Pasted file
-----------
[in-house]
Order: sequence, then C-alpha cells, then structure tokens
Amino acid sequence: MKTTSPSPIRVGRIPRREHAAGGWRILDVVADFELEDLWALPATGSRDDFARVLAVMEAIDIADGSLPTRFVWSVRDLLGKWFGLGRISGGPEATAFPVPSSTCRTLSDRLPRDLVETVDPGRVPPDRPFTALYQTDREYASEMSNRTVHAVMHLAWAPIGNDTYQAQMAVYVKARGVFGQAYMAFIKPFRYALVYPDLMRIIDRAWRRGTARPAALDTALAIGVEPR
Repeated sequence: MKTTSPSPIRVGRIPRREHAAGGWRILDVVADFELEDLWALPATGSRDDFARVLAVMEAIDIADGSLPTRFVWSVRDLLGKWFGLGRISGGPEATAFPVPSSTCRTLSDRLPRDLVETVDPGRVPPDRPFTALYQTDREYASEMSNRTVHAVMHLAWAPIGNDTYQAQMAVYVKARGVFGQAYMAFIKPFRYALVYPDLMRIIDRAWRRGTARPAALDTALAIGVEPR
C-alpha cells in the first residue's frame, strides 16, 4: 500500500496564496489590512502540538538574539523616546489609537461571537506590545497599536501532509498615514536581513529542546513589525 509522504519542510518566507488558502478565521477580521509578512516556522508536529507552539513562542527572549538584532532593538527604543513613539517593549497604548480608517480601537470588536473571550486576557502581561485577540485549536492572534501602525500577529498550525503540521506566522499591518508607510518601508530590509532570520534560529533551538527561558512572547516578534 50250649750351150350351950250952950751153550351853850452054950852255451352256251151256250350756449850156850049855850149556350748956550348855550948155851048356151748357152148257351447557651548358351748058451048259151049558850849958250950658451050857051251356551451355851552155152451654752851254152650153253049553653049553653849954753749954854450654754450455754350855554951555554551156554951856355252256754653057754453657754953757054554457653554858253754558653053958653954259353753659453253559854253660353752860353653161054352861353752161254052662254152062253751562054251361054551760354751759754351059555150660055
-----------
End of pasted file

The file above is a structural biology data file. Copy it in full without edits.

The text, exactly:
[in-house]
Order: sequence, then C-alpha cells, then structure tokens
Amino acid sequence: MKTTSPSPIRVGRIPRREHAAGGWRILDVVADFELEDLWALPATGSRDDFARVLAVMEAIDIADGSLPTRFVWSVRDLLGKWFGLGRISGGPEATAFPVPSSTCRTLSDRLPRDLVETVDPGRVPPDRPFTALYQTDREYASEMSNRTVHAVMHLAWAPIGNDTYQAQMAVYVKARGVFGQAYMAFIKPFRYALVYPDLMRIIDRAWRRGTARPAALDTALAIGVEPR
Repeated sequence: MKTTSPSPIRVGRIPRREHAAGGWRILDVVADFELEDLWALPATGSRDDFARVLAVMEAIDIADGSLPTRFVWSVRDLLGKWFGLGRISGGPEATAFPVPSSTCRTLSDRLPRDLVETVDPGRVPPDRPFTALYQTDREYASEMSNRTVHAVMHLAWAPIGNDTYQAQMAVYVKARGVFGQAYMAFIKPFRYALVYPDLMRIIDRAWRRGTARPAALDTALAIGVEPR
C-alpha cells in the first residue's frame, strides 16, 4: 500500500496564496489590512502540538538574539523616546489609537461571537506590545497599536501532509498615514536581513529542546513589525 509522504519542510518566507488558502478565521477580521509578512516556522508536529507552539513562542527572549538584532532593538527604543513613539517593549497604548480608517480601537470588536473571550486576557502581561485577540485549536492572534501602525500577529498550525503540521506566522499591518508607510518601508530590509532570520534560529533551538527561558512572547516578534 50250649750351150350351950250952950751153550351853850452054950852255451352256251151256250350756449850156850049855850149556350748956550348855550948155851048356151748357152148257351447557651548358351748058451048259151049558850849958250950658451050857051251356551451355851552155152451654752851254152650153253049553653049553653849954753749954854450654754450455754350855554951555554551156554951856355252256754653057754453657754953757054554457653554858253754558653053958653954259353753659453253559854253660353752860353653161054352861353752161254052662254152062253751562054251361054551760354751759754351059555150660055